Another benefit from this study will be the raw data generated.

"Just collecting information from 1,000 individuals and measuring how well they perform on these tests gives us tremendous information that is not available elsewhere," Kirk said.

Kirk is a speech-language pathologist who earned her doctorate degree in hearing sciences. She worked with children in California schools before she joined the nation's first pediatric cochlear implant team in 1981 at the House Ear Institute in Los Angeles. She also is collaborating with Brian French, co-director of the Purdue Psychometric Instruction/Investigation Laboratory in the College of Education. French is providing expertise in test construction and evaluation for this project.

Other members of the research team are Laurie Eisenberg, a scientist at the House Ear Institute Children's Auditory and Research Evaluation Center; David Pisoni, Chancellor's Professor of Psychology and director of the Speech Research Lab at Indiana University; Arthur Boothroyd, a Distinguished Visiting Hearing Scientist at the House Ear Institute; and Dr. Nancy Young, head of the section of otology and neurotology, Division of Pediatric Otolaryngology at Children's Memorial Hospital in Chicago. Recruitment for participants will begin in 2008 at these various sites.


Story Source:

The above story is based on materials provided by Purdue University. Note: Materials may be edited for content and length.


Cite This Page:

Purdue University. "New Method For Hearing Loss Assessment Aims To Reflect Real-world Situations." ScienceDaily. ScienceDaily, 12 September 2007. <www.sciencedaily.com/releases/2007/09/070906145319.htm>.
Purdue University. (2007, September 12). New Method For Hearing Loss Assessment Aims To Reflect Real-world Situations. ScienceDaily. Retrieved July 25, 2014 from www.sciencedaily.com/releases/2007/09/070906145319.htm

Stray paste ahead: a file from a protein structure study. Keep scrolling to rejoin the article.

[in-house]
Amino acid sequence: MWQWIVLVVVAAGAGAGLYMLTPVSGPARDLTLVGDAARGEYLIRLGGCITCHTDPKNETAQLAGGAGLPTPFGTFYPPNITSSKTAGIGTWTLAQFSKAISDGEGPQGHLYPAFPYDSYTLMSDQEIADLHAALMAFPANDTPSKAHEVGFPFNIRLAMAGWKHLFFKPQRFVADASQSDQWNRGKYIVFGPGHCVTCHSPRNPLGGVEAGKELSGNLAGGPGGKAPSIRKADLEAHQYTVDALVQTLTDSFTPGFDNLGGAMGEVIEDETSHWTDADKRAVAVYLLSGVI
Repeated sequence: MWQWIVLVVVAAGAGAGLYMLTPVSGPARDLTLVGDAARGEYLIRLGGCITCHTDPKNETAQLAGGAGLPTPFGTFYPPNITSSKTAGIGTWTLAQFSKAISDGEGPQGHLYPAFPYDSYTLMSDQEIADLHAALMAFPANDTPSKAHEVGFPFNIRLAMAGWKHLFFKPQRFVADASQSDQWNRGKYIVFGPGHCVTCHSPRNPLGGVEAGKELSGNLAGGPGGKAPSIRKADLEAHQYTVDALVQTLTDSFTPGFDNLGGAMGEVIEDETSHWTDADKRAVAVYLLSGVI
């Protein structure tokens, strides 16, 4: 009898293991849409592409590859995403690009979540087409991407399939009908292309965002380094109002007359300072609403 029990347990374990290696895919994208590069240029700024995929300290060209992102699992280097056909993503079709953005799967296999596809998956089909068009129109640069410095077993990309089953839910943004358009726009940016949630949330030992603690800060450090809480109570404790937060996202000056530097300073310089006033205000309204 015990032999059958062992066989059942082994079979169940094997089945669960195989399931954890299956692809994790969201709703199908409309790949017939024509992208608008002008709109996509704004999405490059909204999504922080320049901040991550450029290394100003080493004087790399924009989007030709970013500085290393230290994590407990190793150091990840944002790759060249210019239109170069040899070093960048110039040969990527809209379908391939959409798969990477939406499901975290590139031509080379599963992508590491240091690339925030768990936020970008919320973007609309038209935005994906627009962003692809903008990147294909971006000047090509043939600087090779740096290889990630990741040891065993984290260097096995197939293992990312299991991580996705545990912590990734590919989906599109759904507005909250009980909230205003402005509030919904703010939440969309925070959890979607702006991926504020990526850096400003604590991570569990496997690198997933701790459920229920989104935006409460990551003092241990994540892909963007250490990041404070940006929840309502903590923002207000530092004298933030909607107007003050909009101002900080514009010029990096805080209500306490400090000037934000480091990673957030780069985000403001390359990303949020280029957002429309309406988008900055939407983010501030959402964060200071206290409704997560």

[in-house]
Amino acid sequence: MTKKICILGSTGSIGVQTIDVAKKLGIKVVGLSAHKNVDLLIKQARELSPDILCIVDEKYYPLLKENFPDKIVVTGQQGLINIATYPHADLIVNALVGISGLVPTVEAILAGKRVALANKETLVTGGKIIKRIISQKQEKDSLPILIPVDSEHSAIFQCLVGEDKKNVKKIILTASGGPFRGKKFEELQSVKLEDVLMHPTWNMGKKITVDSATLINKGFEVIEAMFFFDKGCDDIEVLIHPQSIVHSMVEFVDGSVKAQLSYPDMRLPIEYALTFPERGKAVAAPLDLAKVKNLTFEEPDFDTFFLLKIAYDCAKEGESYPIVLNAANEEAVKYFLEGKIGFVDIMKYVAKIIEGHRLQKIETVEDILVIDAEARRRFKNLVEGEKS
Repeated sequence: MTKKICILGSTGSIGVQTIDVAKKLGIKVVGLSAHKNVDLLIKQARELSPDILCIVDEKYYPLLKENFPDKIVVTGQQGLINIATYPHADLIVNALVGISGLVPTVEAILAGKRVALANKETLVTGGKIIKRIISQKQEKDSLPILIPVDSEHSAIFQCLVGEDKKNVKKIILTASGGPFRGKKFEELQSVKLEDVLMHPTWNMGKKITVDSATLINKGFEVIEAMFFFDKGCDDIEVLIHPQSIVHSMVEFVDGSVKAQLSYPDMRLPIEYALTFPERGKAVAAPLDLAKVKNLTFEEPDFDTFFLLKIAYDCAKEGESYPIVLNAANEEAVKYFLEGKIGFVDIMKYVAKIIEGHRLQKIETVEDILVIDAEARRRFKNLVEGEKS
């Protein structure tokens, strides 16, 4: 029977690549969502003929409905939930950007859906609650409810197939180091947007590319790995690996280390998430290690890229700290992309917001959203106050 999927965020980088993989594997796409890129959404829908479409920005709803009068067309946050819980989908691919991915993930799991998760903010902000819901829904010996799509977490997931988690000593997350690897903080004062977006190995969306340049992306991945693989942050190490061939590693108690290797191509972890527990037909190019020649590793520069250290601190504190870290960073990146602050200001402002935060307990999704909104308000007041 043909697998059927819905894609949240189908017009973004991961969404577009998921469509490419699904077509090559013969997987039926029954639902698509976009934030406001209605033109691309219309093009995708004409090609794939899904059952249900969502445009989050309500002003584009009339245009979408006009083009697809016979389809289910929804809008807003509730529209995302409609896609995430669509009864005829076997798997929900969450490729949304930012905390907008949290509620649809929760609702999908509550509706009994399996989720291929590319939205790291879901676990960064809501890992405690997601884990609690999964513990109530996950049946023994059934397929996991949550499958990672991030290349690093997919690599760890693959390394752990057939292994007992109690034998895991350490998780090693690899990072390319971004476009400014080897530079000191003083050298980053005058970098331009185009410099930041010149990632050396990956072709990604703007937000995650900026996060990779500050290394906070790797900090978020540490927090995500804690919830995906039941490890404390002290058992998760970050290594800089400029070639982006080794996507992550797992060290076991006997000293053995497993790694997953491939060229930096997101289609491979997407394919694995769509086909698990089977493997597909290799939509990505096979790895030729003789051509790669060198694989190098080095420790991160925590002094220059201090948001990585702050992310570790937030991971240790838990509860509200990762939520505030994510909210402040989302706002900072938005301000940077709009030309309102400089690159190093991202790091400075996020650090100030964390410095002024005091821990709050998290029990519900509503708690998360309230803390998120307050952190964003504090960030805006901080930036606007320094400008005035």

Purdue University. "New Method For Hearing Loss Assessment Aims To Reflect Real-world Situations." ScienceDaily. www.sciencedaily.com/releases/2007/09/070906145319.htm (accessed July 25, 2014).

Share This




More Health & Medicine News

Friday, July 25, 2014

Featured Research

from universities, journals, and other organizations


Featured Videos

from AP, Reuters, AFP, and other news services

Beatings and Addiction: Pakistan Drug 'clinic' Tortures Patients

Beatings and Addiction: Pakistan Drug 'clinic' Tortures Patients

AFP (July 24, 2014) — A so-called drugs rehab 'clinic' is closed down in Pakistan after police find scores of ‘patients’ chained up alleging serial abuse. Duration 03:05 Video provided by AFP
Powered by NewsLook.com
Too Few Teens Receiving HPV Vaccination, CDC Says

Too Few Teens Receiving HPV Vaccination, CDC Says

Newsy (July 24, 2014) — The Centers for Disease Control and Prevention is blaming doctors for the low number of children being vaccinated for HPV. Video provided by Newsy
Powered by NewsLook.com
New Painkiller Designed To Discourage Abuse: Will It Work?

New Painkiller Designed To Discourage Abuse: Will It Work?

Newsy (July 24, 2014) — The FDA approved Targiniq ER on Wednesday, a painkiller designed to keep users from abusing it. Like any new medication, however, it has doubters. Video provided by Newsy
Powered by NewsLook.com
Doctor At Forefront Of Fighting Ebola Outbreak Gets Ebola

Doctor At Forefront Of Fighting Ebola Outbreak Gets Ebola

Newsy (July 24, 2014) — Sheik Umar Khan has treated many of the people infected in the Ebola outbreak, and now he's become one of them. Video provided by Newsy
Powered by NewsLook.com

Search ScienceDaily

Number of stories in archives: 140,361

Find with keyword(s):
 
Enter a keyword or phrase to search ScienceDaily for related topics and research stories.

Save/Print:
Share:  

Breaking News:
from the past week

In Other News

... from NewsDaily.com

Science News

Health News

Environment News

Technology News



Save/Print:
Share:  

Free Subscriptions


Get the latest science news with ScienceDaily's free email newsletters, updated daily and weekly. Or view hourly updated newsfeeds in your RSS reader:

Get Social & Mobile


Keep up to date with the latest news from ScienceDaily via social networks and mobile apps:

Have Feedback?


Tell us what you think of ScienceDaily -- we welcome both positive and negative comments. Have any problems using the site? Questions?
Mobile iPhone Android Web
Follow Facebook Twitter Google+
Subscribe RSS Feeds Email Newsletters
Latest Headlines Health & Medicine Mind & Brain Space & Time Matter & Energy Computers & Math Plants & Animals Earth & Climate Fossils & Ruins